SIGNIFICANCE OF THE BABYLONIAN CAPTIVITY. The exile is the historical basis of Daniel's prophecies, as Daniel implies in the first chapter, which commences with the beginning, and ends with the termination, of the captivity ( Daniel 1:1 Daniel 1:21 new stage in the theocracy begins with the captivity. Nebuchadnezzar made three incursions into Judah. The first under Jehoiakim (606 B.C.), in which Daniel was carried away, subjected the theocracy to the Babylonian world power. The second (598 B.C.) was that in which Jehoiachin and Ezekiel were carried away. In the third (588 B.C.), Nebuchadnezzar destroyed Jerusalem and carried away Zedekiah. Originally, Abraham was raised out of the "sea" ( Daniel 7:2 nations, as an island holy to God, and his seed chosen as God's mediator of His revelations of love to mankind. Under David and Solomon, the theocracy, as opposed to the heathen power, attained its climax in the Old Testament, not only being independent, but lord of the surrounding nations; so that the period of these two kings was henceforth made the type of the Messianic. But when God's people, instead of resting on Him, seek alliance with the world power, that very power is made the instrument of their chastisement. So Ephraim (722 B.C.) fell by Assyria; and Judah also, drawn into the sphere of the world's movements from the time of Ahaz, who sought Assyrian help (740 B.C., Isaiah 7:1-25 been more or less dependent on the world monarchies, and so, till Messiah, was favored with no revelations from the time of Malachi (four hundred years). Thus, from the beginning of the exile, the theocracy, in the strict sense, ceased on earth; the rule of the world powers superseding it. But God's covenant with Israel remains firm ( Romans 11:29 is now foretold as about to follow their long chastisement. The exile thus is the turning point in the history of the theocracy, which ROOS thus divides: (1) From Adam to the exodus out of Egypt. (2) From the exodus to the beginning of the Babylonian captivity. (3) From the captivity to the millennium. (4) From the millennium to the end of the world. The position of Daniel in the Babylonian court was in unison with the altered relations of the theocracy and the world power, which new relation was to be the theme of his prophecy. Earlier prophets, from the standpoint of Israel, treated of Israel in its relation to the world powers; Daniel, from Babylon, the center of the then world power, treats of the world powers in their relation to Israel. His seventy years' residence in Babylon, and his high official position there, gave him an insight into the world's politics, fitting him to be the recipient of political revelations; while his spiritual experiences, gained through Nebuchadnezzar's humiliation, Belshazzar's downfall, and the rapid decay of the Babylonian empire itself, as well as the miraculous deliverances of himself and his friends (the third through sixth chapters), all fitted him for regarding things from the spiritual standpoint, from which the world's power appears transient, but the glory of God's kingdom eternal. As his political position was the body, the school of magicians in which he had studied for three years ( Daniel 1:4 Daniel 1:5 nourished by the earlier prophecies ( Daniel 9:2 prophecy, which only waited for the spirit of revelation from above to kindle it. So God fits His organs for their work. AUBERLEN compares Daniel to Joseph: the one at the beginning, the other at the end of the Jewish history of revelation; both representatives of God and His people at heathen courts; both interpreters of the dim presentiments of truth, expressed in God-sent dreams, and therefore raised to honor by the powers of the world: so representing Israel's calling to be a royal priesthood among the nations; and types of Christ, the true Israel, and of Israel's destination to be a light to lighten the whole Gentile world, as Romans 11:12 Romans 11:15 Alexander at the end, of Grecian history are the mirrors of the whole life of the Hellenic people, so Joseph and Daniel of Israel.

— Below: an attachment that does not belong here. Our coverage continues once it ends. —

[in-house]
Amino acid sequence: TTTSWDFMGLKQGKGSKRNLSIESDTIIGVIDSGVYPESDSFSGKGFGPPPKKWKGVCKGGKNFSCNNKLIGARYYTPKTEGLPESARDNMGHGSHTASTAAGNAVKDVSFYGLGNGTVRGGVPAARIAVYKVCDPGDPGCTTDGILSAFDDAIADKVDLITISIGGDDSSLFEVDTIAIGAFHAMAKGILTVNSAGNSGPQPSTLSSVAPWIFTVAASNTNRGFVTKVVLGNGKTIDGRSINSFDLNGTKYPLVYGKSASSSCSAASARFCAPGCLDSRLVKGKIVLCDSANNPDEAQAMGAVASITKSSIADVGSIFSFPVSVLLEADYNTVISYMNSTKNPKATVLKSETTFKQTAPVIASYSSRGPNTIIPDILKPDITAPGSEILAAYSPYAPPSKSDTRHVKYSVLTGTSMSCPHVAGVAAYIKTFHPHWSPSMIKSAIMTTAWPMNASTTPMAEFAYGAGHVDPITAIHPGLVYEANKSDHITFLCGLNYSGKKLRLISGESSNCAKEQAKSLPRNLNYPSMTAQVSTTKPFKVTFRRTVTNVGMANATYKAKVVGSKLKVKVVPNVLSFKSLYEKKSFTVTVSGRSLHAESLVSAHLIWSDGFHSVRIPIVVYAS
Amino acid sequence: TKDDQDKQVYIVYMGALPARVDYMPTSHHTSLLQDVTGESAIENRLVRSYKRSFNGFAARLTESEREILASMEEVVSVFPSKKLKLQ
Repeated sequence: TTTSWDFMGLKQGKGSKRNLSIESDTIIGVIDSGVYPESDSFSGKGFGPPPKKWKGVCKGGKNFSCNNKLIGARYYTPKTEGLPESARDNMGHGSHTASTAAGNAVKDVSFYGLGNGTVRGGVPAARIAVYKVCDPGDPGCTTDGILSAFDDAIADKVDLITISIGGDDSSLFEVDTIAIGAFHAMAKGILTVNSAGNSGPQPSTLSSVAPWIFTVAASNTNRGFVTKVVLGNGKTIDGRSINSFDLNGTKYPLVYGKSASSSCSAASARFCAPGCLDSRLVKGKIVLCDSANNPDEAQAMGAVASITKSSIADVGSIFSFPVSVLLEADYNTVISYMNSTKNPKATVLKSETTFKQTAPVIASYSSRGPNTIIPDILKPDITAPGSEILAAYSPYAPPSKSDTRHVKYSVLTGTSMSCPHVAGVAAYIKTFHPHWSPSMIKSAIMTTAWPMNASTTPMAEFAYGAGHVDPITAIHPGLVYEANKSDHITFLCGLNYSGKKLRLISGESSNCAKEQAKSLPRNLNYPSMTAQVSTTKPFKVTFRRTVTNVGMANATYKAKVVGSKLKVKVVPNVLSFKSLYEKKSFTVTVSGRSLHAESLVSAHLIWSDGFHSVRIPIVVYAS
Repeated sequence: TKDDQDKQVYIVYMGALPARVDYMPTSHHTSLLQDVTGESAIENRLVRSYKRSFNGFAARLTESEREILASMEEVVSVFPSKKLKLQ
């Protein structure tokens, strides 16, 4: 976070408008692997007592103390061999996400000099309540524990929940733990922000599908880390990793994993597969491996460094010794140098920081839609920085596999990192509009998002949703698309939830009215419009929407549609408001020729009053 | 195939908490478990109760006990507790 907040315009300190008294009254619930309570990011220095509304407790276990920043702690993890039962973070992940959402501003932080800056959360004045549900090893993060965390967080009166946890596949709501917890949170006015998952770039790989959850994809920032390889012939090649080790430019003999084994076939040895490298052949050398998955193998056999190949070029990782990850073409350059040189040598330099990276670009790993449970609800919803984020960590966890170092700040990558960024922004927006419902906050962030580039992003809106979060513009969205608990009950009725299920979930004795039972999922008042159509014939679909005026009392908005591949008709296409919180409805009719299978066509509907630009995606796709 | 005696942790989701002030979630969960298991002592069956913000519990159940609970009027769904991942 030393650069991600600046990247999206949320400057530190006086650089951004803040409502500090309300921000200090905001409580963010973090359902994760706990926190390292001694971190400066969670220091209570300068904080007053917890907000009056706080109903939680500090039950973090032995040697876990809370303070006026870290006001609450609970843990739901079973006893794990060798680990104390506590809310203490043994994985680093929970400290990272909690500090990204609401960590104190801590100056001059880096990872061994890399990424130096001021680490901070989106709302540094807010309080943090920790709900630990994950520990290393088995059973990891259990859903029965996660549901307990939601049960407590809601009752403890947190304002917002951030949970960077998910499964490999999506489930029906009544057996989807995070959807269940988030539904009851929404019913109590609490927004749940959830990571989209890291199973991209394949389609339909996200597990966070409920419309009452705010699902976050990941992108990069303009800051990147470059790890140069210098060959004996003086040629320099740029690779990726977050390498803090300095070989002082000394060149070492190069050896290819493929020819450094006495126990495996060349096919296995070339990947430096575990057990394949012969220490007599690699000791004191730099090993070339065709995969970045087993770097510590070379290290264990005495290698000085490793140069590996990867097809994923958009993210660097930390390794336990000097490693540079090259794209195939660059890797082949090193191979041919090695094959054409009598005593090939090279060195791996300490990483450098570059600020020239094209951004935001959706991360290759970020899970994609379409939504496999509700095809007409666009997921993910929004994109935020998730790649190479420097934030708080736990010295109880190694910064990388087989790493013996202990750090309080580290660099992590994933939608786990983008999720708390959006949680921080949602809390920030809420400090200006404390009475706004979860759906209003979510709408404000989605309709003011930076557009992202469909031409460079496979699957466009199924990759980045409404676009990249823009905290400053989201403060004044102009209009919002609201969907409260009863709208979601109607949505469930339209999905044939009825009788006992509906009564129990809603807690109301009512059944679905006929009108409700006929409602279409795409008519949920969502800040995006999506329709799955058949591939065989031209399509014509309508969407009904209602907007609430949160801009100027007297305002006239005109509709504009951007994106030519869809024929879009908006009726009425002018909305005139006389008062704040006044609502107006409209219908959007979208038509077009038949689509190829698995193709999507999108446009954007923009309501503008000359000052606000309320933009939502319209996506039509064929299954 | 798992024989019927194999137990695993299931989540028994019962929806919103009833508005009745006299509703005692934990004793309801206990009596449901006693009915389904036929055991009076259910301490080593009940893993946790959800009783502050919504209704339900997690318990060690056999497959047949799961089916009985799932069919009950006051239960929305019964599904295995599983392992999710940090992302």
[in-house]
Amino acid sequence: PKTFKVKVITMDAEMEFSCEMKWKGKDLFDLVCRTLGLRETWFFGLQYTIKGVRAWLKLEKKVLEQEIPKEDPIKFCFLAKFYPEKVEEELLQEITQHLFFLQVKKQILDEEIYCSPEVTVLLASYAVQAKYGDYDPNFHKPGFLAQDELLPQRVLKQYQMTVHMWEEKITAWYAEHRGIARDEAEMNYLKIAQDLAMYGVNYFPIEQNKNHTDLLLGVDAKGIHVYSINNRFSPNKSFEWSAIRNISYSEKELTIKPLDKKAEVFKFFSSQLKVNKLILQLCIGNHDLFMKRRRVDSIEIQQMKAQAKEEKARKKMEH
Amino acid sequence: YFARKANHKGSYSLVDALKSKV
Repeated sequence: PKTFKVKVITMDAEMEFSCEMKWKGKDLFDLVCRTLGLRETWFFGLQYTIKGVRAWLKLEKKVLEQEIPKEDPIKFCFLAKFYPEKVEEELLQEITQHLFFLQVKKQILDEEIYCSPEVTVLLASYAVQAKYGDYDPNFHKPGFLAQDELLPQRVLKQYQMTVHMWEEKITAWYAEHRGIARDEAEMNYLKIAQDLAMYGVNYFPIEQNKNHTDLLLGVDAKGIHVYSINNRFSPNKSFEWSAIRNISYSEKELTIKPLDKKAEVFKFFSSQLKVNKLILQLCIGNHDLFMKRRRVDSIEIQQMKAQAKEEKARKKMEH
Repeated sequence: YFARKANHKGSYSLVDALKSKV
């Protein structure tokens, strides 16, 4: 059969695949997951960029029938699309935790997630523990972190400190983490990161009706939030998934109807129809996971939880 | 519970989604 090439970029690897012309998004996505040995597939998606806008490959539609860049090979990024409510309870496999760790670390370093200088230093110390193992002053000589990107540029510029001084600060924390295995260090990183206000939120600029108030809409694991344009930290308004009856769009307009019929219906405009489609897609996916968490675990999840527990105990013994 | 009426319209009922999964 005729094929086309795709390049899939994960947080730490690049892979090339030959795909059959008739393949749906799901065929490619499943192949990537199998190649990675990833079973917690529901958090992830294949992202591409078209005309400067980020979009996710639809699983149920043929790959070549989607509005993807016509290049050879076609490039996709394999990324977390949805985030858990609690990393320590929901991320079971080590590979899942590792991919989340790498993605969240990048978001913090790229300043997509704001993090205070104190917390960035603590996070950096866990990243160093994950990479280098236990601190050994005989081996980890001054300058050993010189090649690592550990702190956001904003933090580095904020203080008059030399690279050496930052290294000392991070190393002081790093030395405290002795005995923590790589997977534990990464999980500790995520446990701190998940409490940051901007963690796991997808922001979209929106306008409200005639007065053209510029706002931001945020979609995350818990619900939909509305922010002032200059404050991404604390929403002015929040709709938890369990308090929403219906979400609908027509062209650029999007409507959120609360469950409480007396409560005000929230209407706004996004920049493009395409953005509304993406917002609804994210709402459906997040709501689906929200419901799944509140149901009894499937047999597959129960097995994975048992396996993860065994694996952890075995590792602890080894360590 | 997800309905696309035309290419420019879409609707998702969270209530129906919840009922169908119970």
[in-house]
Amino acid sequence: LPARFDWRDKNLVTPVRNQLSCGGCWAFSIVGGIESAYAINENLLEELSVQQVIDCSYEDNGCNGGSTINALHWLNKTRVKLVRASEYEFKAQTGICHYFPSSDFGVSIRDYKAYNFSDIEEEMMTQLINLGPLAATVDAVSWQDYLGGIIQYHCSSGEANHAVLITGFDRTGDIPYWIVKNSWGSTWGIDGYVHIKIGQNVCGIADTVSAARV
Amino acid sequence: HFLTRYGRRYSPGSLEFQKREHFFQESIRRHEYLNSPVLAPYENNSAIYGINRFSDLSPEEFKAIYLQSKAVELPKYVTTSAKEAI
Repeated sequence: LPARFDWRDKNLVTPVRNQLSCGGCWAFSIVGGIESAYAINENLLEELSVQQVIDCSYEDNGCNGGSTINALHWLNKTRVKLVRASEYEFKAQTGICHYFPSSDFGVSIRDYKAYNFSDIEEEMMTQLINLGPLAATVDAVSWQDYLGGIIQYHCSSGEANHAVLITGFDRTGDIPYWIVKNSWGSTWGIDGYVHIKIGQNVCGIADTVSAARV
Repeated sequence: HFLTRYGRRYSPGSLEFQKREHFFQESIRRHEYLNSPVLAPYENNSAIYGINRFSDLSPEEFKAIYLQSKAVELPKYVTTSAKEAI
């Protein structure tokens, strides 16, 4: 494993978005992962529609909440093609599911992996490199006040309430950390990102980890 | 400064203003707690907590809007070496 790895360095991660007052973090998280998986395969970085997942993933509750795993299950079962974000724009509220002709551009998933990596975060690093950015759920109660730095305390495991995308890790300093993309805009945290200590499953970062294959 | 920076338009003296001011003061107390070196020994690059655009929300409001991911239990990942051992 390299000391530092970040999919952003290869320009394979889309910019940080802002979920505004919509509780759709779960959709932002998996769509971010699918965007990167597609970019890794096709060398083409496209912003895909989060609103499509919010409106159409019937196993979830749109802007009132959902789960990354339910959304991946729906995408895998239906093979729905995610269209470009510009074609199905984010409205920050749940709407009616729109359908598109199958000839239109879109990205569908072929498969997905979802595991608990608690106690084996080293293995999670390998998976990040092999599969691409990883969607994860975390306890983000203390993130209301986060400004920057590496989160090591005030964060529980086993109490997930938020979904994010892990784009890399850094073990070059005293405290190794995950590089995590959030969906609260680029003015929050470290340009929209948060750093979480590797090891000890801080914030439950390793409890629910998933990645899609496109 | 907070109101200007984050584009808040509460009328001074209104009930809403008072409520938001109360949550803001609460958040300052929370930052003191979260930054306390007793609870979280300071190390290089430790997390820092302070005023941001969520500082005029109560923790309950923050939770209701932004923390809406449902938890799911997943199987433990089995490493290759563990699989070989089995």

CONTENTS OF THE BOOK. Historical and biographical introduction in the first chapter. Daniel, a captive exile, is representative of his nation in its servitude and exile: while his heavenly insight into dreams, far exceeding that of the magi, represents the divine superiority of the covenant-people over their heathen lords. The high dignities, even in the world, which he thereby attained, typify the giving of the earth-kingdom at last "to the people of the saints of the Most High" ( Daniel 7:27 foundation of his prophecy. The prophets had to experience in themselves, and in their age, something of what they foretold about future times; just as David felt much of Christ's sufferings in his own person (compare Hosea 1:2-9 Hosea 1:10 Hosea 1:11 ; 2:3 [ROOS]. Hence biographical notices of Daniel and his friends are inserted among his prophecies. The second through twelfth chapters contain the substance of the book, and consist of two parts. The first (the second through seventh chapters) represents the development of the world powers, viewed from a historical point. The second (the eighth through twelfth chapters), their development in relation to Israel, especially in the future preceding Christ's first advent, foretold in the ninth chapter. But prophecy looks beyond the immediate future to the complete fulfilment in the last days, since the individual parts in the organic history of salvation cannot be understood except in connection with the whole. Also Israel looked forward to the Messianic time, not only for spiritual salvation, but also for the visible restoration of the kingdom which even now we too expect. The prophecy which they needed ought therefore to comprise both, and so much of the history of the world as would elapse before the final consummation. The period of Daniel's prophecies, therefore, is that from the downfall of the theocracy at the captivity till its final restoration, yet future--the period of the dominion of the world powers, not set aside by Christ's first coming ( John 18:36 then, would have been to take it from Satan's hands, Matthew 4:8-10 but to be superseded by His universal and everlasting kingdom at His second coming ( Revelation 11:15 and final destiny of the world powers (the second through seventh chapters) fittingly precedes the disclosures as to the immediate future (the eighth through twelfth chapters). Daniel marks the division by writing the first part in Chaldee, and the second, and the introduction, in Hebrew; the former, referring to the powers of the world, in the language of the then dominant world power under which he lived; the latter, relating to the people of God, in their own language. An interpolator in a later age would have used Hebrew, the language of the ancient prophets throughout, or if anywhere Aramaic, so as to be understood by his contemporaries, he would have used it in the second rather than in the first part as having a more immediate reference to his own times [AUBERLEN].